“Je t’aime, moi non plus” : this is how the French newspaper L’Express (2011, p. II) summarises the transnational linkages of Luxembourg with its neighbouring countries. On the one hand, the ‘economic engine’ Luxembourg offers workplaces for many commuters, positively affecting the development of this European cross-border polycentric metropolitan region; on the other hand, negative consequences such as the overcrowded real estate mar-ket in Luxembourg continue beyond the national border and affect neighbouring housing markets. The ‘2020 Concept for the Region Trier’ shows that city councils perceive the prox-imity to Luxembourg as an opportunity for the development of the city. Simultaneously, lo-cals might feel displaced due to increasing rents and house prices, and develop resentment vis-à-vis their new neighbours, coming either from Luxembourg, or being Belgian, German or French nationals (labour migrants) that have moved to the border region to work in the Grand Duchy of Luxembourg, thus disposing of higher purchase power. Depending on the context, similar effects can thus be perceived very differently by city councils or planners and the local population. So far, studies dealing with the processes of transmigration have mostly focussed on indi-vidual motives of migrants, whereas impacts on the regions of destination have not been explored. The aim of this study is to explore ongoing discourses dealing with spatial impacts in relation to urban housing markets within the Greater Region. The focus will be on the cit-ies Arlon (BE), Metz and Thionville (FR), and Trier (DE). Therefore mixed methods will be de-ployed. Firstly, a quantitative analysis is planned to reveal the magnitude and the spatial distribution of the (cross-border) residential mobility. The evolution of housing prices and rents as well as population dynamics will be examined. Secondly, ongoing discourses and the changes of life-worlds will be studied using quantitative methods as well as qualitative methods, such as content analysis, to review the guiding principles of municipal policy and urban planning documents. A quantitative analysis of local newspapers will be conducted to analyse public opinion. A content analysis of this material will follow. The method mix allows us to better understand “material” evolutions and to trace the current discourses within this field. Discourse approaches have become common in interdis-ciplinary social science academic research. However, there are no established theoretical and methodological guidelines for applying these approaches. This project has to deal with this situation and to take into account different cultural backgrounds and discussion levels. This study will help to frame today’s situation and aims to develop sustainable solutions for future urban planning. [less ▲]

Detailed reference viewed: 363 (10 UL)
See detailConsequences of the internationalisation of housing markets within the Greater region – an inter-urban discourse analysis
Christmann, Nathalie UL

Scientific Conference (2014)

“Je t’aime, moi non plus” (“I love you... nor do I”): this is how the newspaper L’Express (2011, p. II) summarises the relationship of Luxembourg to its neighbouring countries. On the one hand, the ... [more ▼]

“Je t’aime, moi non plus” (“I love you... nor do I”): this is how the newspaper L’Express (2011, p. II) summarises the relationship of Luxembourg to its neighbouring countries. On the one hand, the ‘economic engine’ Luxembourg offers workplaces for many commuters, positively affecting the development of this European cross-border polycentric metropolitan region; on the other hand, negative consequences such as the overcrowded real estate market in Luxembourg do not end at the national border and affect neighbouring housing markets. The ‘2020 Concept for the Region Trier’ (‘Zukunft Trier 2020’) shows that city councils perceive the proximity to Luxembourg as a chance for the development of the city (Stadt Trier/MICIC & Partner 2004). Simultaneously, locals might feel displaced due to increasing rents and house prices, and develop resentment vis-à-vis their new neighbours, coming either from Luxembourg or being nationals that moved to the border region to work in the Grand Duchy of Luxembourg, thus disposing of higher purchase power. Depending on the context, similar effects can thus be perceived very differently by city councils or planners and the local population. The aim of this study is to explore the consequences of the internationalisation of the housing markets within the Greater region, with a focus on the surrounding cities Arlon (BE), Metz and Thionville (FR), and Trier (DE). Therefore mixed methods will be deployed. Firstly, a quantitative analysis is planned to reveal the magnitude and the spatial distribution of the (cross-border) residential mobility. Secondly, ongoing discourses and the changes of life-worlds will be studied by reviewing guiding principles of municipal policy and urban planning documents. A quantitative analysis of local newspapers will be conducted to reflect public opinion. Discourse approaches have become common in interdisciplinary social science academic research. However, common theoretical and methodological guidelines do not exist. This project has to deal with this situation and to take into account various cultural backgrounds, heterogeneous language areas and different discussion levels. This study will help to frame today’s situation and foresees to develop sustainable solutions for future urban planning. References Express (L’) (2011): Metz, Moselle. Nos amis les Luxembourgeois. N° 3152, 2/12/2011. Stadt Trier & MICIC & Partner (2004): Strategisches Stadtkonzept „Zukunft Trier 2020“. Trier. [less ▲]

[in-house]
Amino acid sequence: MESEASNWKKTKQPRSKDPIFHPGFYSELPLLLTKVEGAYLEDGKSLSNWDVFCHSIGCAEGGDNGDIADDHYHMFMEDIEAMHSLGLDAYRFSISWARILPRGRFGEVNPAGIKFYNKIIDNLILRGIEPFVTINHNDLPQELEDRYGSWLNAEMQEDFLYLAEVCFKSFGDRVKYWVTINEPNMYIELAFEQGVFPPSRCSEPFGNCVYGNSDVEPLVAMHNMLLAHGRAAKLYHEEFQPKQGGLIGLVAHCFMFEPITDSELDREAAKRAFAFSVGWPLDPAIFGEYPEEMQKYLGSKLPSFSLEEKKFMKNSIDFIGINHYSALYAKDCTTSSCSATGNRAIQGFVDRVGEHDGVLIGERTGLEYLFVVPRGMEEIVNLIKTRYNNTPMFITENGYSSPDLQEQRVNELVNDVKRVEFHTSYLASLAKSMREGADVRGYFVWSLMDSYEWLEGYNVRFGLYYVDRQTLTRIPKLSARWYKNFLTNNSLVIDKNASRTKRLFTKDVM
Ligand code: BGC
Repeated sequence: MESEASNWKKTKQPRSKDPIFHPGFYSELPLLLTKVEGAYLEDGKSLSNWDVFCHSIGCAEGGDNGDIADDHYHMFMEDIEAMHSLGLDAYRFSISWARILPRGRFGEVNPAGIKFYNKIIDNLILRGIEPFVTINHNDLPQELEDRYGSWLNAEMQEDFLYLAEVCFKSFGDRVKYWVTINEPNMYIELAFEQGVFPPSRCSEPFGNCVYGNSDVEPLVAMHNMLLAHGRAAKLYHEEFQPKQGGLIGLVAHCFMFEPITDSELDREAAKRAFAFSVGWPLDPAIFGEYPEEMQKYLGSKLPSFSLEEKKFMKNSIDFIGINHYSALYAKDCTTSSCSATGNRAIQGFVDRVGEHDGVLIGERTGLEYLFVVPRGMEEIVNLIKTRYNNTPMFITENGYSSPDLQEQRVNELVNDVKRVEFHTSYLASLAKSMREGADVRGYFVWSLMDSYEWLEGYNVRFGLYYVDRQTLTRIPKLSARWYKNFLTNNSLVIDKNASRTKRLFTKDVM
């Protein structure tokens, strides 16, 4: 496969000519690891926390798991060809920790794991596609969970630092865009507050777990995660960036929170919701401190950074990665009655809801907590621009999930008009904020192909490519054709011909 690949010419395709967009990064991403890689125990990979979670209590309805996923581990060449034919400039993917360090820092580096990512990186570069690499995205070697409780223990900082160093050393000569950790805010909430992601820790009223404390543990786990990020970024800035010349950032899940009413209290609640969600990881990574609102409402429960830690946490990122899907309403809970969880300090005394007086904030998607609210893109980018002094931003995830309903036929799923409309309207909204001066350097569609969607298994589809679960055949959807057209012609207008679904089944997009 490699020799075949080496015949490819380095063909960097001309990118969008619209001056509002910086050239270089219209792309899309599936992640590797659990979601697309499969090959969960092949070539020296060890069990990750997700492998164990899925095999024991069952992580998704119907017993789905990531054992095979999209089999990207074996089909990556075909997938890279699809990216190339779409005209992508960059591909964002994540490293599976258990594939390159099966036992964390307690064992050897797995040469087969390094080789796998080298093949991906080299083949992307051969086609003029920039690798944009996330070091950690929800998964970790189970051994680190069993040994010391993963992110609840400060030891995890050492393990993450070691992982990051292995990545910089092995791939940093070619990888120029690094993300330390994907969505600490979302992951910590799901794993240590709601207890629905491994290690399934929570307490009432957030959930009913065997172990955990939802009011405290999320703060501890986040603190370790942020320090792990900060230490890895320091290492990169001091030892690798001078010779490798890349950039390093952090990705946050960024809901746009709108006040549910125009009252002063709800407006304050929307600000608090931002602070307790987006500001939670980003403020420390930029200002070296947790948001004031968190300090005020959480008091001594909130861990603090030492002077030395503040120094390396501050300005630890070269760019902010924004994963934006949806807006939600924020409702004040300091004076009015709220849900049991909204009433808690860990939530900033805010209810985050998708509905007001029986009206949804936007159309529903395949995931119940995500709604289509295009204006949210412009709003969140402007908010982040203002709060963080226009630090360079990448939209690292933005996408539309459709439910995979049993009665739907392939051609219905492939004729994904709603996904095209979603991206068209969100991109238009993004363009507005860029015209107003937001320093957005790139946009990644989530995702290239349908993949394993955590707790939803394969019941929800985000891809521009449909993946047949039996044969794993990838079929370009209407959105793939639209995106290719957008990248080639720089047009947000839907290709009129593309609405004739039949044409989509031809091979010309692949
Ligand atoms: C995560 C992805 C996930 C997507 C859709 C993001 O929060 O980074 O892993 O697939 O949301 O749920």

Detailed reference viewed: 40 (6 UL)
See detailWohnmobilität in der Großregion – eine inter-urbane Diskursanalyse
Christmann, Nathalie UL

Scientific Conference (2014)

Detailed reference viewed: 23 (2 UL)